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This eBook from the Gutenberg Project consists of approximately 199 pages of information about Darkwater.

    I rose upon the Mountain of the Moon,—­
    I felt the blazing glory of the Sun;
    I heard the Song of Children crying, “Free!”
    I saw the face of Freedom—­
    And I died.

VIII

THE IMMORTAL CHILD

If a man die shall he live again?  We do not know.  But this we do know, that our children’s children live forever and grow and develop toward perfection as they are trained.  All human problems, then, center in the Immortal Child and his education is the problem of problems.  And first for illustration of what I would say may I not take for example, out of many millions, the life of one dark child.

* * * * *

It is now nineteen years since I first saw Coleridge-Taylor.  We were in London in some somber hall where there were many meeting, men and women called chiefly to the beautiful World’s Fair at Paris; and then a few slipping over to London to meet Pan-Africa.  We were there from Cape Colony and Liberia, from Haiti and the States, and from the Islands of the Sea.  I remember the stiff, young officer who came with credentials from Menelik of Abyssinia; I remember the bitter, black American who whispered how an army of the Soudan might some day cross the Alps; I remember Englishmen, like the Colensos, who sat and counseled with us; but above all, I remember Coleridge-Taylor.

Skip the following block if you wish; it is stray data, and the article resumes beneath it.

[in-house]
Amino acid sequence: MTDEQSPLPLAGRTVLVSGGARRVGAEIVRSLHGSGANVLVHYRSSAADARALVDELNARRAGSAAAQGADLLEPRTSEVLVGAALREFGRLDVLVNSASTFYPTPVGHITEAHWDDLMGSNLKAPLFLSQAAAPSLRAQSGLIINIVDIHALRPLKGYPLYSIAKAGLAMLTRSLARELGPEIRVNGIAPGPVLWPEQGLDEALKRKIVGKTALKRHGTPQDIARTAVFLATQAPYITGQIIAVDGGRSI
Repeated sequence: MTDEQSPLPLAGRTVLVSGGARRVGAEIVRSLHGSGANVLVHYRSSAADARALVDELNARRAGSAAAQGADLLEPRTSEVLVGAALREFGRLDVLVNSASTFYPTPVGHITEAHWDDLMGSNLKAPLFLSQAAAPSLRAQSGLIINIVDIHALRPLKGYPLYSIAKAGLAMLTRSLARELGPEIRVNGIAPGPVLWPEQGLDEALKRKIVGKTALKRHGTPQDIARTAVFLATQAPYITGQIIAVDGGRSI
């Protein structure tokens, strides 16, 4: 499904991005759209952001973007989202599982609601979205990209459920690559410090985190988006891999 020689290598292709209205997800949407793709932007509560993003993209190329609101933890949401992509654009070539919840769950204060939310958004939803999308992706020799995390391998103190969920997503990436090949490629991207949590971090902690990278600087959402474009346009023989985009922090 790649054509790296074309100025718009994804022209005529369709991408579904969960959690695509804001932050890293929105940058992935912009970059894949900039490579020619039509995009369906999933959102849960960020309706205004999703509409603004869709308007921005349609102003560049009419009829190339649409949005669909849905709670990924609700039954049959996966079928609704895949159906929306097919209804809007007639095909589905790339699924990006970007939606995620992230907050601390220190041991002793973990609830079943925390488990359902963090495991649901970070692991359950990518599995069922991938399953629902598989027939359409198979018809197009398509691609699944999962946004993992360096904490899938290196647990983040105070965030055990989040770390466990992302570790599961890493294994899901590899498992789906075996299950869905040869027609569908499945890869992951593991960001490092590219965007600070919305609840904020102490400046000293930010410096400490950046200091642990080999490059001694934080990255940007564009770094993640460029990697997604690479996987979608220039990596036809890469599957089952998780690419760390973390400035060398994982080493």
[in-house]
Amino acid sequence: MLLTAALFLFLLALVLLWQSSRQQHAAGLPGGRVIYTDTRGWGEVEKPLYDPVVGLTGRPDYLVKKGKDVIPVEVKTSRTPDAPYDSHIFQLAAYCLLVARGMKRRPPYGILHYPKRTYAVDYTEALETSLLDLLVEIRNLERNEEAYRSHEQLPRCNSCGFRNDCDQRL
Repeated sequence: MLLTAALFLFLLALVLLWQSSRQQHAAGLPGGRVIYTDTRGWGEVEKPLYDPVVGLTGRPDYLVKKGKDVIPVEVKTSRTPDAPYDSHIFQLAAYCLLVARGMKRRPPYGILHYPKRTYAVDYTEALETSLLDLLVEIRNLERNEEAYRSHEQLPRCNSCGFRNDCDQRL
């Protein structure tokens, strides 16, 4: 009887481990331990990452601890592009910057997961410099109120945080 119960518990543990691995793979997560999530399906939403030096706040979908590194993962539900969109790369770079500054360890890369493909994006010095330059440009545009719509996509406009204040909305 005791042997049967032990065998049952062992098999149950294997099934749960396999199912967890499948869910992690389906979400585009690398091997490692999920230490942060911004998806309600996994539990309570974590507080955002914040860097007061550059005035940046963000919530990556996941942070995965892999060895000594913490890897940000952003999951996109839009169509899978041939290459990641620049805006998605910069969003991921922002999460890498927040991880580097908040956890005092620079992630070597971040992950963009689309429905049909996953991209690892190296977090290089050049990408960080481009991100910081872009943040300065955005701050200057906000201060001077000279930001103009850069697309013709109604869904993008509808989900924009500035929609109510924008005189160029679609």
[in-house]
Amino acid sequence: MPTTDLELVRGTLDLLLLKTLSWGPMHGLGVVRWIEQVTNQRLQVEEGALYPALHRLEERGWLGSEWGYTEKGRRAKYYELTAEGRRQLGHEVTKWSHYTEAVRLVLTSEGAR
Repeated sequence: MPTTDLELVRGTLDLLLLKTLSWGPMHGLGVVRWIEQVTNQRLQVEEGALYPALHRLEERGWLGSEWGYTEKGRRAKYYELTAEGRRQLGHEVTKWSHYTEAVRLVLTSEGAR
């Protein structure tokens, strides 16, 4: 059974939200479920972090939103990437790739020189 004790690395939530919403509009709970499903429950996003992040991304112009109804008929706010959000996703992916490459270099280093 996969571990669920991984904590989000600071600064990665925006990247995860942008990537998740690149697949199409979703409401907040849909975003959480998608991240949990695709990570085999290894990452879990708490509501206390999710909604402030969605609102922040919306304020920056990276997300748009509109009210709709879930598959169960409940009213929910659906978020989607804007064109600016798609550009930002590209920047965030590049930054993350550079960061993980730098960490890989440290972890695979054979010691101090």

He was a little man and nervous, with dark-golden face and hair that bushed and strayed.  His fingers were always nervously seeking hidden keys and he was quick with enthusiasm,—­instinct with life.  His bride of a year or more,—­dark, too, in her whiter way,—­was of the calm and quiet type.  Her soft contralto voice thrilled us often as she sang, while her silences were full of understanding.

Several times we met in public gatherings and then they bade me to their home,—­a nest of a cottage, with gate and garden, hidden in London’s endless rings of suburbs.  I dimly recall through these years a room in cozy disorder, strewn with music—­music on the floor and music on the chairs, music in the air as the master rushed to the piano now and again to make some memory melodious—­some allusion real.

And then at last, for it was the last, I saw Coleridge-Taylor in a mighty throng of people crowding the Crystal Palace.  We came in facing the stage and scarcely dared look around.  On the stage were a full orchestra, a chorus of eight hundred voices, and some of the world’s famous soloists.  He left his wife sitting beside me, and she was very silent as he went forward to lift the conductor’s baton.  It was one of the earliest renditions of “Hiawatha’s Wedding Feast.”  We sat at rapt attention and when the last, weird music died, the great chorus and orchestra rose as a man to acclaim the master; he turned toward the audience and then we turning for the first time saw that sea of faces behind,—­the misty thousands whose voices rose to one strong shout of joy!  It was a moment such as one does not often live.  It seemed, and was, prophetic.

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